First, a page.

A Brief History

Robert Whitworth, (a pupil of James Brindley), suggested a canal from Stourport-on-Severn to Hereford, via Leominster, with a return link to the Severn near Gloucester, making a semi-circular route of at least seventy miles.

Richard Hall submitted plans for a route from Hereford, via Ledbury to the Severn near Gloucester. Hall was a local surveyor of repute, who had worked as an efficient clerk of the works, for both the Stroudwater and Thames and Severn Canal Companies.
Shortly afterwards the course east of Ledbury was revised down the Leadon Valley to Gloucester, with a branch to Newent.

At a meeting held on the 18th March, Hall’s plan met with general approval and a share subscription of £100 shares was opened. The presence of a coalfield of sorts near Newent, may have been used as a ruse to encourage investment in the canal company. Josiah Clowes of Middlewich, Cheshire, was appointed as engineer and he estimated the cost of a canal following Hall’s route, for boats 70’x 8’x 3’6’’ draught, to carry 35 tons as £69,997.13.6d. In 1783, Clowes had been appointed as resident engineer at £300 per annum, to the Thames & Severn Canal Company.

In April the enabling Act of Parliament was passed without amendment.

The capital was fully subscribed by the summer and Hugh Henshall, (James Brindley’s brother-in-law), was asked to re-survey the route: Henshall advised taking the canal by way of Newent, necessitating the construction of a third tunnel on the line of the canal, at Oxenhall.

The enabling Act for the revised route was approved and by the autumn the first three and a half miles of canal from the Severn at Over, near Gloucester, was completed.

The canal was opened to Newent, but construction was falling behind schedule. During the 1795-96 winter, exceptionally severe storms caused flooding and swept away a number of bridges in the Severn valley.

The construction of Oxenhall tunnel was meeting considerable difficulty and incurring ruinous expenditure. At a meeting in November, the shareholders were informed of the company’s predicament; for an expenditure of £100,000 – more than Clowes’s original estimate for the whole line, the half-way town of Ledbury had not yet been reached.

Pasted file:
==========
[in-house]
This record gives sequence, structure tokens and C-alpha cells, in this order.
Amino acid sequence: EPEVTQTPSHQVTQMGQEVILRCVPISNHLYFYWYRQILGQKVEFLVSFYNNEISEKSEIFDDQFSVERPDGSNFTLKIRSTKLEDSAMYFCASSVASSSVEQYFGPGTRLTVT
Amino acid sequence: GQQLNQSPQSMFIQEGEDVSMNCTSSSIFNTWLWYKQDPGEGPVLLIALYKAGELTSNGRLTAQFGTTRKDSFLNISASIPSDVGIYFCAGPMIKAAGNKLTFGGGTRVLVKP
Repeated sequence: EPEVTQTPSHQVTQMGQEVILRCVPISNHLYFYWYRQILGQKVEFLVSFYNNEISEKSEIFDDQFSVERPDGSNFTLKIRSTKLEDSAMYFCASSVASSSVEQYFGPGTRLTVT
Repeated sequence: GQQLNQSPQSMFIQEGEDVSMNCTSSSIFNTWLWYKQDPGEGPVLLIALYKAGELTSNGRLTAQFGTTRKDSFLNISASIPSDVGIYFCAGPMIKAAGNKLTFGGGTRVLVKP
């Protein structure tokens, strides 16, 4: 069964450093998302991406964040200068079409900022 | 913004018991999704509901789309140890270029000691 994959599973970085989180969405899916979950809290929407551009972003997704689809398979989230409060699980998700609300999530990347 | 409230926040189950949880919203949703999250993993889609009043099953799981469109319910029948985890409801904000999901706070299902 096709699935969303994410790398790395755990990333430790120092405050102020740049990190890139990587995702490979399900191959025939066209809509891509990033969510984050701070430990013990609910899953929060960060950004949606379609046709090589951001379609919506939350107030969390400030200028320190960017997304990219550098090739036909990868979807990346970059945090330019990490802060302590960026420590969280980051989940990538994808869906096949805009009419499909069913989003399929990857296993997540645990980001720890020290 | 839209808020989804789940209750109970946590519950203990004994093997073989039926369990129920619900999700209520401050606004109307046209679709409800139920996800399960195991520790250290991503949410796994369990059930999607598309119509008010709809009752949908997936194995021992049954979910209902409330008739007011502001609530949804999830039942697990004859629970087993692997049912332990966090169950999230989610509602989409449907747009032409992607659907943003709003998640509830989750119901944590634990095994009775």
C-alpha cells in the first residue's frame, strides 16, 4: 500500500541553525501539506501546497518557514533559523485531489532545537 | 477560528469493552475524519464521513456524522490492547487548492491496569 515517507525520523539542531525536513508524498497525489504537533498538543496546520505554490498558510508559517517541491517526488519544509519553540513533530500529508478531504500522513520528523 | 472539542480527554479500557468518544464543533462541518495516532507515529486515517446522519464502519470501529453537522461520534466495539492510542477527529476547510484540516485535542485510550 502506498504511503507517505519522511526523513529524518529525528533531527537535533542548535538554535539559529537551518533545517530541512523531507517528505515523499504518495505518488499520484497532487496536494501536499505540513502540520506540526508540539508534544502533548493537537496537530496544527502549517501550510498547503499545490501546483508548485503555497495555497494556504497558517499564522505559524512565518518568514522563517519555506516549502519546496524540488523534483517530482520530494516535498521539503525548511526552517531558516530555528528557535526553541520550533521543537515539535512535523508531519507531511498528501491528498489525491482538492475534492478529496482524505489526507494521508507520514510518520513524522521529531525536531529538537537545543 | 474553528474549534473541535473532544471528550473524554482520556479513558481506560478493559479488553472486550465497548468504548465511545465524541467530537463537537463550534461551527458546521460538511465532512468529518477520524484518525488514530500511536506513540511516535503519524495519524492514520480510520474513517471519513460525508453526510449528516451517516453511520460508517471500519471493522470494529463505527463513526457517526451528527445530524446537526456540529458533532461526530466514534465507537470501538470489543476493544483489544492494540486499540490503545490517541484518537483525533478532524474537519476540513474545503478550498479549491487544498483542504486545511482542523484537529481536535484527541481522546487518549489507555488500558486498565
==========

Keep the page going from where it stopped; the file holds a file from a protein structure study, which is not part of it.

As a result of raising a further £4,000 the canal was opened to one mile short of Ledbury, on the Ross-on-Wye road.

Stephen Ballard, (aged 23), was appointed clerk.

Ballard submits a detailed report on the completion of the canal, which he estimates would cost £53,000.

The canal was extended from the Ross road to the Little Marcle road, in Ledbury, in order to convey coal to the recently opened Ledbury gas works.


On the 29th September, Ballard and the civil engineer James Walker, walk an alternative route from Prior’s Court to Hereford, which Ballard had proposed. However, Walker advised adherence to the original line of the canal

In May, the Act enabling the company to raise £50,000 by mortgage and £45,000 by a further share issue, in order to complete the canal to Hereford, was passed: on the 17th November re-building commenced.

In February the first barge loaded with coal arrived at the Bye Street wharf, in Ledbury.

In August, the feeder from the River Frome, (within the grounds of Canon Frome Court) to the summit level of the canal was completed.

The canal was opened to Canon Frome wharf, in January.

In February the canal was opened to Withington wharf.

On the 22nd May the Hereford basin was filled with water and the canal was completed. The cost of completion was £141,436 – virtually three times Ballard’s estimate. Following completion, trade barely improved at all and the company sought to sell the canal to one of the railway companies, for conversion into a railway. However, the initial schemes to build a railway to the city of Hereford came to nothing. Consequently, the company concentrated on bolstering trade as best as it could


Income was sufficient to pay mortgage and interest charges.

After March, trade had increased to such an extent that it was necessary to introduce a timetable for the passage of boats through Oxenhall tunnel, which had been built to a bore of only 9’ and proved to be a troublesome bottleneck.

The delivery in September of 130 tons of rails for the Hereford to Shrewsbury railway, brought a transient increase in income.

The Hereford to Shrewsbury railway was opened in December.

The Newport, Abergavenny and Hereford railway was opened.

The rails of Brunel’s broad gauge reach Hereford in June, from Gloucester, via Ross-on-Wye.

Traffic on the canal during the year reaches 47,560 tons, but only as a result of rate-cutting incentives.

Financially the most successful year for the company, with income amounting to £7,061, but largely due to carrying materials for the Worcester and Hereford Railway.

The Worcester and Hereford railway was completed.

On the 17th January the company concluded an agreement with the Great Western and West Midland railways, for the future conversion of the canal to a railway. The railway company was to pay the canal company £5,000 per annum rent, in perpetuity.

The last complete year of business on the canal.

On the 30th June the canal was closed to permit the construction of the Ledbury to Gloucester railway. The canal company continues distributing the annual rent of £5,000 received from the Great Western Railway.

Nationalization of the railways and the closure of the canal company’s books.

The above is very largely taken from David Bick’s book, entitled, “The Hereford & Gloucester Canal”, published by the Pound House, Newent, Gloucestershire.

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Nigel C. Jefferies – March 1984, revised Dec. 1996 & Oct. 2006.